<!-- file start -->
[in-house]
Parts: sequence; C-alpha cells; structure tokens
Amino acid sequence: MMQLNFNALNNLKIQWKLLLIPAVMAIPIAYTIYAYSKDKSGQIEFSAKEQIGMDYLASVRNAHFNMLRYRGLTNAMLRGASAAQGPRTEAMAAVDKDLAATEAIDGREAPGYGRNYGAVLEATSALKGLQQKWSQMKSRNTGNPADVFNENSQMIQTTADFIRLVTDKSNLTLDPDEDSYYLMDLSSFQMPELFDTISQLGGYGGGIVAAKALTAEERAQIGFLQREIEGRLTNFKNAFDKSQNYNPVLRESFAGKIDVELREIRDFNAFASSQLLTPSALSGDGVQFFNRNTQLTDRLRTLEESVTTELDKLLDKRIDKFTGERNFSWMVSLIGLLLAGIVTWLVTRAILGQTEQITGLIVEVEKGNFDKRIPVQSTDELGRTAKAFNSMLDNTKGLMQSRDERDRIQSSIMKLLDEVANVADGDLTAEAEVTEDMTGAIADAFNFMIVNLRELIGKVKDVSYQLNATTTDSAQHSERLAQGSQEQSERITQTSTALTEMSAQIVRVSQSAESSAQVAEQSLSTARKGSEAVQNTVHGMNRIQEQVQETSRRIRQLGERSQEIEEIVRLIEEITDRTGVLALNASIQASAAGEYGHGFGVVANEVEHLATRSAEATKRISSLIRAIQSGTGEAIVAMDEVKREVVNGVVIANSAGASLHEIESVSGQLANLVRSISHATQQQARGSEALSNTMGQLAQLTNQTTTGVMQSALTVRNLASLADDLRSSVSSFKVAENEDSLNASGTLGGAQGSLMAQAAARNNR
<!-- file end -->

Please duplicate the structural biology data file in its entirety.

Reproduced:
[in-house]
Parts: sequence; C-alpha cells; structure tokens
Amino acid sequence: MMQLNFNALNNLKIQWKLLLIPAVMAIPIAYTIYAYSKDKSGQIEFSAKEQIGMDYLASVRNAHFNMLRYRGLTNAMLRGASAAQGPRTEAMAAVDKDLAATEAIDGREAPGYGRNYGAVLEATSALKGLQQKWSQMKSRNTGNPADVFNENSQMIQTTADFIRLVTDKSNLTLDPDEDSYYLMDLSSFQMPELFDTISQLGGYGGGIVAAKALTAEERAQIGFLQREIEGRLTNFKNAFDKSQNYNPVLRESFAGKIDVELREIRDFNAFASSQLLTPSALSGDGVQFFNRNTQLTDRLRTLEESVTTELDKLLDKRIDKFTGERNFSWMVSLIGLLLAGIVTWLVTRAILGQTEQITGLIVEVEKGNFDKRIPVQSTDELGRTAKAFNSMLDNTKGLMQSRDERDRIQSSIMKLLDEVANVADGDLTAEAEVTEDMTGAIADAFNFMIVNLRELIGKVKDVSYQLNATTTDSAQHSERLAQGSQEQSERITQTSTALTEMSAQIVRVSQSAESSAQVAEQSLSTARKGSEAVQNTVHGMNRIQEQVQETSRRIRQLGERSQEIEEIVRLIEEITDRTGVLALNASIQASAAGEYGHGFGVVANEVEHLATRSAEATKRISSLIRAIQSGTGEAIVAMDEVKREVVNGVVIANSAGASLHEIESVSGQLANLVRSISHATQQQARGSEALSNTMGQLAQLTNQTTTGVMQSALTVRNLASLADDLRSSVSSFKVAENEDSLNASGTLGGAQGSLMAQAAARNNR